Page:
Posted: 9/14/2019 2:54:28 PM

From: Northern NJ, USA

Joined: 2/17/2012

"Did you plan for the elbows to be almost fixed while hand moving?"  - JPascal

Yes, exactly, that's the general plan, where the upper arm is more or less immobile and next to the body, particularly for the volume axis. 

[EDIT] Another ergonomic factor I didn't mention that is at work here: I don't feel comfortable having my hands come very close to the plates when I play, maybe 4" or 6" minimum.  Some players routinely interact with the volume loop at much closer distances.

Posted: 9/17/2019 7:17:57 PM

From: Northern NJ, USA

Joined: 2/17/2012

OK, which one of you wise guys has been playing around with my mock-up?

Posted: 9/19/2019 1:49:43 AM

From: Northern NJ, USA

Joined: 2/17/2012

Warm Boot Bug Squashed

For several months now it's been the case that a processor reset via the register set would lock up the D-Lev, and only a power cycle ("rolling a truck") would bring it back. I decided to get serious in tracking it down yesterday, and found the issue just now.  The length of the SW load in EEPROM is stored at the beginning as 4 bytes, and the CRC is stored at the end as another 4 bytes.  The stored length value includes these 8 bytes, but I wasn't taking that into account during the SW load from EEPROM to RAM, which caused the extraneous byte count to overwrite the first 8 bootcode bytes in RAM, hence the boot once OK but boot twice lockup situation.  And when thread 7 locks up I lose the ability to debug via the CLI.

Boot code is one of those chicken / egg things.  The boot code is resident in the FPGA load and is never replaced unless the FPGA configurator FLASH device is repumped.  But after FPGA configuration it exists in FPGA RAM, so it's volatile.

[EDIT] There are certainly many possible ways to update the bootcode in SW, like load the SW section and then jump into a copy at fixed location in the SW itself while writing the bootcode space - maybe if the coding & build process were more complicated / out of control.  Being this "close to the metal" I haven't found a need to even implement a watchdog timer - I'm not even sure how one might optimally do it with 8 threads of assembly churning away.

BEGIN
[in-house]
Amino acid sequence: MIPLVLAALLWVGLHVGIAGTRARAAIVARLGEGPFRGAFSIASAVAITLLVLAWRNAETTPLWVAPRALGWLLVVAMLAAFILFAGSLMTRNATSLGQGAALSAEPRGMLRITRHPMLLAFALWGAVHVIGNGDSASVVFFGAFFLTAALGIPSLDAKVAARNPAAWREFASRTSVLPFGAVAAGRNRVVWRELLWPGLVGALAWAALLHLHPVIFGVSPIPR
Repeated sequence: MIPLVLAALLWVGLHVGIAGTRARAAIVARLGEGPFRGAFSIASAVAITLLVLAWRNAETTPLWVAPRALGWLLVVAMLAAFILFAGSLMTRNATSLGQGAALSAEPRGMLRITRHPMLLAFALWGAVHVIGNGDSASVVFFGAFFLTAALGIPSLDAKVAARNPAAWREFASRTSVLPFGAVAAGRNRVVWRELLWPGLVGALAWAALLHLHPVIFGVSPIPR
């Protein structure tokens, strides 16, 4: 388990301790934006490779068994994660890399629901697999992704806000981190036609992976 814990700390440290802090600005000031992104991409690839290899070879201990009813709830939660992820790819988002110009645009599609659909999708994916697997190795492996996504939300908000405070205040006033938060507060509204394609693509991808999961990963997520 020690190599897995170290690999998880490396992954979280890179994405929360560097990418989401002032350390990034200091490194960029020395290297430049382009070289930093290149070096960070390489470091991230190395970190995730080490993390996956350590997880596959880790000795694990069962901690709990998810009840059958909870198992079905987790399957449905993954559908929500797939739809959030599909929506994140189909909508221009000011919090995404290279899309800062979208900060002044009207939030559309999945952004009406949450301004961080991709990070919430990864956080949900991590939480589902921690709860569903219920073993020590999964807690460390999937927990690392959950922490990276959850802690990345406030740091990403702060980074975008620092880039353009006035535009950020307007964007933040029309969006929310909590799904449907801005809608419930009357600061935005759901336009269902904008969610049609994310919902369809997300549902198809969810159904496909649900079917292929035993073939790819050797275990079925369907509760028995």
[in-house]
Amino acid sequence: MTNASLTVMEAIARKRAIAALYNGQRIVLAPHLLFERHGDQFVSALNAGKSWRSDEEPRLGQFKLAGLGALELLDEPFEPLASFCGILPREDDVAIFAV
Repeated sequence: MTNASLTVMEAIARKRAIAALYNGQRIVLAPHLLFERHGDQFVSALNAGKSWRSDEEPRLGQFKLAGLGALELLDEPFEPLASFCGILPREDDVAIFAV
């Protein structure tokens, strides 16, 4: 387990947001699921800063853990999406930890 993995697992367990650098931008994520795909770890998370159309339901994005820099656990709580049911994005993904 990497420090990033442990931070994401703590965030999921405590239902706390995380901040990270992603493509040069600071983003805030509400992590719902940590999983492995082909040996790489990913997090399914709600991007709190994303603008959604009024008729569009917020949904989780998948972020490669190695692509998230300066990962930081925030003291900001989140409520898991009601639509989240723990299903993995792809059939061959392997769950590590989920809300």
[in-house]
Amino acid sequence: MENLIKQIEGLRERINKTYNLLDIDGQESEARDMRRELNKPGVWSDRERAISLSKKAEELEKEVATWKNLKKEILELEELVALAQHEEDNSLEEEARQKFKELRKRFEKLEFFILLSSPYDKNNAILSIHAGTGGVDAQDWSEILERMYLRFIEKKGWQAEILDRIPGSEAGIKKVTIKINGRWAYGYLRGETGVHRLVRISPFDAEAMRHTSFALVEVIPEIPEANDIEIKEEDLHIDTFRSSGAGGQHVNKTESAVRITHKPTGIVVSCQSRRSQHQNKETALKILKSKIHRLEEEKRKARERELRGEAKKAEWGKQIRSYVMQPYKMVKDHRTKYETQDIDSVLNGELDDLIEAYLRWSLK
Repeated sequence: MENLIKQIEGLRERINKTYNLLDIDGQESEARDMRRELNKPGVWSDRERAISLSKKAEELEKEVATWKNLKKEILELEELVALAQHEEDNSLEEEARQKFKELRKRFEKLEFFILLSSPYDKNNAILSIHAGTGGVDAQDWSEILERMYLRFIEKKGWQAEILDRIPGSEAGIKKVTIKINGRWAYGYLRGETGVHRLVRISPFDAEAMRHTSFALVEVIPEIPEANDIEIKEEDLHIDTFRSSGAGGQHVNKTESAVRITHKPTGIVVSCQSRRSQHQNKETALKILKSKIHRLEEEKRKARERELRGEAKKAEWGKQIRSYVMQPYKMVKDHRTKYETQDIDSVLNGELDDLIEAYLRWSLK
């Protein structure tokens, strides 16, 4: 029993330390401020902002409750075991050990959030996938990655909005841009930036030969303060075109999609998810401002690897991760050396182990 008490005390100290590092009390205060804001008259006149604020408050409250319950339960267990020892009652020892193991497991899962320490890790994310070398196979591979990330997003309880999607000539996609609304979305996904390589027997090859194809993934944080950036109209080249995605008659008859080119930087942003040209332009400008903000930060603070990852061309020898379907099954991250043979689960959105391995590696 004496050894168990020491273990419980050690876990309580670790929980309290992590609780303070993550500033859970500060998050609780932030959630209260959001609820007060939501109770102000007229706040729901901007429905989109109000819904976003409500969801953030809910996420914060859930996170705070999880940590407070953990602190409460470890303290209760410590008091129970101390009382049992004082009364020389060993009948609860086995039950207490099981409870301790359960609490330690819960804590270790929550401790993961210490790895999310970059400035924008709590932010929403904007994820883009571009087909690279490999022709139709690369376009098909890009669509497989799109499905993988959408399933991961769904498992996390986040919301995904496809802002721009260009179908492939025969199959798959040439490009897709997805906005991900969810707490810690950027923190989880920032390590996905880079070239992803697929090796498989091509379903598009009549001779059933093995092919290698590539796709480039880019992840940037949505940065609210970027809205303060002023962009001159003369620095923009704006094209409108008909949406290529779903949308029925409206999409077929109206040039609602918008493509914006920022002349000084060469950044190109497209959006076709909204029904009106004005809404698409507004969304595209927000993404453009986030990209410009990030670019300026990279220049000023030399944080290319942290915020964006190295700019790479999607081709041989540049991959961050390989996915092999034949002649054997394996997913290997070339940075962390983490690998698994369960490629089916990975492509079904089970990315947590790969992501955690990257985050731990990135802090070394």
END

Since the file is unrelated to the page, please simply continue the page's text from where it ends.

Posted: 10/1/2019 4:32:57 PM

From: Northern NJ, USA

Joined: 2/17/2012


Light posting to this thread lately due to two vacations, outside demands, and switching my PC from WinXP to Ubuntu 18 LTS.  I haven't had time to play my D-Lev much either, or work on presets, which is kind of a bummer.

For the past several days I've been trying to get my Hive simulator / assembler compiling and running on Ubuntu.  I found the nice lightweight C++ IDE "Geany" and after some editing got the code to compile.  I replaced the console display code with ANSI escape characters, and am getting a decent display in the console.  But the way Linux handles the keyboard is so different that I'm wasting days trying to get back to where I was in XP.  The functions "getch()" (blocking keyboard character read) and "kbhit()" (non-blocking keyboard character read and flush) don't have any analog in the Linux world, which handles keyboard input in a per-line manner (return key initiates things).